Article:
Nigerian society is increasingly short of men and women to celebrate. This was why the story of Nigerian Air Force Aircraftman Bashir Umar, who returned to the owner €37,000 he found in a parcel at the Hajj Camp Market in Kano State on July 16, deserves public celebration. Twenty four year old Umar returned the equivalent of N14,843,300, a tidy sum in Nigeria in these hard times.
Umar’s returning the treasure to the rightful owner without hesitation proves that despite all the societal rot, good old virtues of honesty still reside in some Nigerian youths. Umar belongs to the NAF’s Mobile Air Defence Team, deployed for airport security duties. He found the parcel during a routine patrol with some of his colleagues. The Aircraftman returned the money to the owner, one Alhaji Ahmad, after calling a phone number he found on the parcel.
Impressed by his honesty, Chief of Air Staff Air Marshal Sadique Abubakar, who spoke at a special event on July 25 organised to honour the airman at Air Force Headquarters, Abuja, said Umar had displayed an uncommon act of integrity by returning the money to the owner. He said Umar also displayed the core values which the Air Force was known for. The Chief then promoted him two steps forward to the rank of Corporal.
Air Marshal Sadique said Umar is the only non-commissioned officer in the history of the Air Force to have an aircraft detailed to convey him with his parents to Abuja in order to be honoured. He commended the parents of the airman for giving him the values that made him a hero within a few years in his career. The Air Chief also gave him a letter of commendation.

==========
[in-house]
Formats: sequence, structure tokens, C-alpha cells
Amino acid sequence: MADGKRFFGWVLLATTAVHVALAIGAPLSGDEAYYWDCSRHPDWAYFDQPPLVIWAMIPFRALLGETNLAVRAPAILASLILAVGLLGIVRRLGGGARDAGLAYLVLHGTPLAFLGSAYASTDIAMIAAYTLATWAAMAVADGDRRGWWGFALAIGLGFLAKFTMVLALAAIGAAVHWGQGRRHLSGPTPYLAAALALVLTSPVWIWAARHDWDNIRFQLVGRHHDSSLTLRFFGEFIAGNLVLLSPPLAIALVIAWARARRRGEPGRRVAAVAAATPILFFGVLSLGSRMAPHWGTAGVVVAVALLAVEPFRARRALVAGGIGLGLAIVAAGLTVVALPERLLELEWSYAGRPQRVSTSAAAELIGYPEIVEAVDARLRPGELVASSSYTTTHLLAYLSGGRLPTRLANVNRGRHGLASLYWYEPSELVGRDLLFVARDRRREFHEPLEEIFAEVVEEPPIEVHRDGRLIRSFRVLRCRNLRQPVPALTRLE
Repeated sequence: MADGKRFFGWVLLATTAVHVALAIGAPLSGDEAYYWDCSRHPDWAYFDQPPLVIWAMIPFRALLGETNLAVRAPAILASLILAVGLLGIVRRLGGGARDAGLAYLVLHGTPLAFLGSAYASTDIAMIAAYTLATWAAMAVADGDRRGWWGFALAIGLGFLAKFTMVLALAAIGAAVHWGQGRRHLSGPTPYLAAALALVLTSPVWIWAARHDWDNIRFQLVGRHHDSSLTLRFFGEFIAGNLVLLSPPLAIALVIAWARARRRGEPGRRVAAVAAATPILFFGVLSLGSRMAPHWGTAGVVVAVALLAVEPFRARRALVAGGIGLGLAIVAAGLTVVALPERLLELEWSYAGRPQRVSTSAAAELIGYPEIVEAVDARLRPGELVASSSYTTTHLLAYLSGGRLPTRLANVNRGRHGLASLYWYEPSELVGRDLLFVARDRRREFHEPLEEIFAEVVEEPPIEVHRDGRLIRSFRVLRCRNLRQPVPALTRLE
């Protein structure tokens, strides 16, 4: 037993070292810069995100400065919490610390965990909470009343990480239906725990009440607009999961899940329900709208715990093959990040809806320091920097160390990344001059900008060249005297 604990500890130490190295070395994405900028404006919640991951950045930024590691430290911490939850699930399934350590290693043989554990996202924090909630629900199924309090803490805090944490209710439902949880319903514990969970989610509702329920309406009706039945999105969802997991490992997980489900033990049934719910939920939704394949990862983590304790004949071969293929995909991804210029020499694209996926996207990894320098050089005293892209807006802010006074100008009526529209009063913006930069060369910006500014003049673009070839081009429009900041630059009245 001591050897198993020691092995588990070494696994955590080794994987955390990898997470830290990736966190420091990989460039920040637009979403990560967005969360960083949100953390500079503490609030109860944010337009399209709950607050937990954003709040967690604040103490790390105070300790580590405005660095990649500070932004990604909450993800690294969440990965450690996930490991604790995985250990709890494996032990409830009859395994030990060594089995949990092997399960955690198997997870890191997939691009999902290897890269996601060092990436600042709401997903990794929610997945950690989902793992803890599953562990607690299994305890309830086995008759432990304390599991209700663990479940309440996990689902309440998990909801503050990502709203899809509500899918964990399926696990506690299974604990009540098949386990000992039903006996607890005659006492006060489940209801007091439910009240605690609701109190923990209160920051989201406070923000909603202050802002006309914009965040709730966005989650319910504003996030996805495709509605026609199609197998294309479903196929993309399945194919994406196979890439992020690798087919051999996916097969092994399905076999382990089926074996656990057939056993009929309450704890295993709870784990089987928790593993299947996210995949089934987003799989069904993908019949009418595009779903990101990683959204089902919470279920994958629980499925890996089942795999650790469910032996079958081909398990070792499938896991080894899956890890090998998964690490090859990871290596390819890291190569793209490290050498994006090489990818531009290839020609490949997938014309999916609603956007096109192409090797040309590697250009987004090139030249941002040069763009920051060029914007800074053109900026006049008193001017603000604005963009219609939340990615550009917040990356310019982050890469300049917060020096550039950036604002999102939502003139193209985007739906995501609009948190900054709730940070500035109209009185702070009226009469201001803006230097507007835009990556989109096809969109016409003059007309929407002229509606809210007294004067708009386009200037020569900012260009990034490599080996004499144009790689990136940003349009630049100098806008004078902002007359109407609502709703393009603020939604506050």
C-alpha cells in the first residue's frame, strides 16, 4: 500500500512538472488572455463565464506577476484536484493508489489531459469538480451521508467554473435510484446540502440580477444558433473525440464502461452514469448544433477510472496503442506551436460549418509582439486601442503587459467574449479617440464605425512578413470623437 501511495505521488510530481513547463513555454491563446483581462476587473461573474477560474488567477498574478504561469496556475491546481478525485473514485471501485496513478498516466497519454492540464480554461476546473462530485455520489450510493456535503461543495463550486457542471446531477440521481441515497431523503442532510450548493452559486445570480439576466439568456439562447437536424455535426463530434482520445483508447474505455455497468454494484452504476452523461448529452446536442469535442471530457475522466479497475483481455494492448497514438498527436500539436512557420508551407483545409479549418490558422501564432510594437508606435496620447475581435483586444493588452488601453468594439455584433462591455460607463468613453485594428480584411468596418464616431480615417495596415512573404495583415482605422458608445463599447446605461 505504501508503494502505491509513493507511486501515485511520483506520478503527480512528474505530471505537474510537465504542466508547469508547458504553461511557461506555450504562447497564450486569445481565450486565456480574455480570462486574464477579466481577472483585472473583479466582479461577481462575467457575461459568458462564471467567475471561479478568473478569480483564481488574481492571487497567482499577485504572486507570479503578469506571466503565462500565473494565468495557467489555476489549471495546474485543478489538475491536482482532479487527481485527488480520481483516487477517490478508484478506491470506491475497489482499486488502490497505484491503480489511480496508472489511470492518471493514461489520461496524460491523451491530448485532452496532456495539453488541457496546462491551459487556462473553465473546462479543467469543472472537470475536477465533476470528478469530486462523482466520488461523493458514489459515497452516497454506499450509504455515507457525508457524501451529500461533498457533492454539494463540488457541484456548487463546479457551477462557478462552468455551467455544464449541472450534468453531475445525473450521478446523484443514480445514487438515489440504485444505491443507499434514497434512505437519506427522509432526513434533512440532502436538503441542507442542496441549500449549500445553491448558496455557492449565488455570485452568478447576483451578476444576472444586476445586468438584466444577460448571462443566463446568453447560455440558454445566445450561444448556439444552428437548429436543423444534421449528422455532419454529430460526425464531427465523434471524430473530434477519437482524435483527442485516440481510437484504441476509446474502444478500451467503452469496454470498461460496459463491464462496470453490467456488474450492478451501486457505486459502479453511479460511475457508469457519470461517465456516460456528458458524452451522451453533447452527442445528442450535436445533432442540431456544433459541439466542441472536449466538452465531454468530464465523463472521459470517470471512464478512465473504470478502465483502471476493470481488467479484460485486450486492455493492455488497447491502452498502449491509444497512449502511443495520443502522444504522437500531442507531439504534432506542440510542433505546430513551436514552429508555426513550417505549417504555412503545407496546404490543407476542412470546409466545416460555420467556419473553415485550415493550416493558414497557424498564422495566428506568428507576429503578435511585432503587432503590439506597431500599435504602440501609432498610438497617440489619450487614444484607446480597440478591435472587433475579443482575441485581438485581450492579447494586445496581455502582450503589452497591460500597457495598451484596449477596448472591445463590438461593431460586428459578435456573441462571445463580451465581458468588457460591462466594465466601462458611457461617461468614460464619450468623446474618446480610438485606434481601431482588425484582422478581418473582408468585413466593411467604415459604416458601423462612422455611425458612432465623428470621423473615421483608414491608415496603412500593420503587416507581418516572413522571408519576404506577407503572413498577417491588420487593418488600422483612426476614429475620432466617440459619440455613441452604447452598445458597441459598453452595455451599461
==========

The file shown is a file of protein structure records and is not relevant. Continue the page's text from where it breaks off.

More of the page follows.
Umar later explained that they were coming back from a patrol when he saw an envelope on the side of the road. He said he picked it up but refused to let his colleagues know what was inside the envelope. “I saw a phone number on the envelope, so when we got back to the barracks, I called it. A man answered, and I told him we found a package, and he responded that yes, a brown envelope, with the name Alhaji Ahmed written on it.
“Then he said the envelop belonged to him, and that we should meet that evening, to which I said no problem, that he should come to the Air Force Base and collect the money. The man came, parked his car outside, and I went to meet him. I then gave him the package, and he told me the contents, €37,000, which he counted and confirmed was complete. He was very grateful and asked me what reward I wanted from him. I told him I didn’t need anything from him because my job pays for all my needs.” Asked if he thought of keeping the money for himself, Umar said “not for a second in my mind did I think to keep it, because my father has always taught me not to touch other people’s property.”
A scant one generation ago, what Umar did would have escaped notice in Nigeria because thousands of people were returning lost and found monies and other valuables to their owners without thinking twice about it. But in these days when too many young Nigerians, called Yahoo Boys, spend their whole days in front of computers looking for ways to defraud other people, his deed is very unusual indeed. He is therefore a shining proof of the old maxim that honesty pays. He has made his parents, his home community and his employers very proud of him. It is no surprise that the Air Force High Command celebrated him in the way it did because these days, the security agencies are hard pressed to prove their honesty and reliability in the face of scandals such as the reported case of soldiers who disappeared with millions of naira said to belong to an Army General.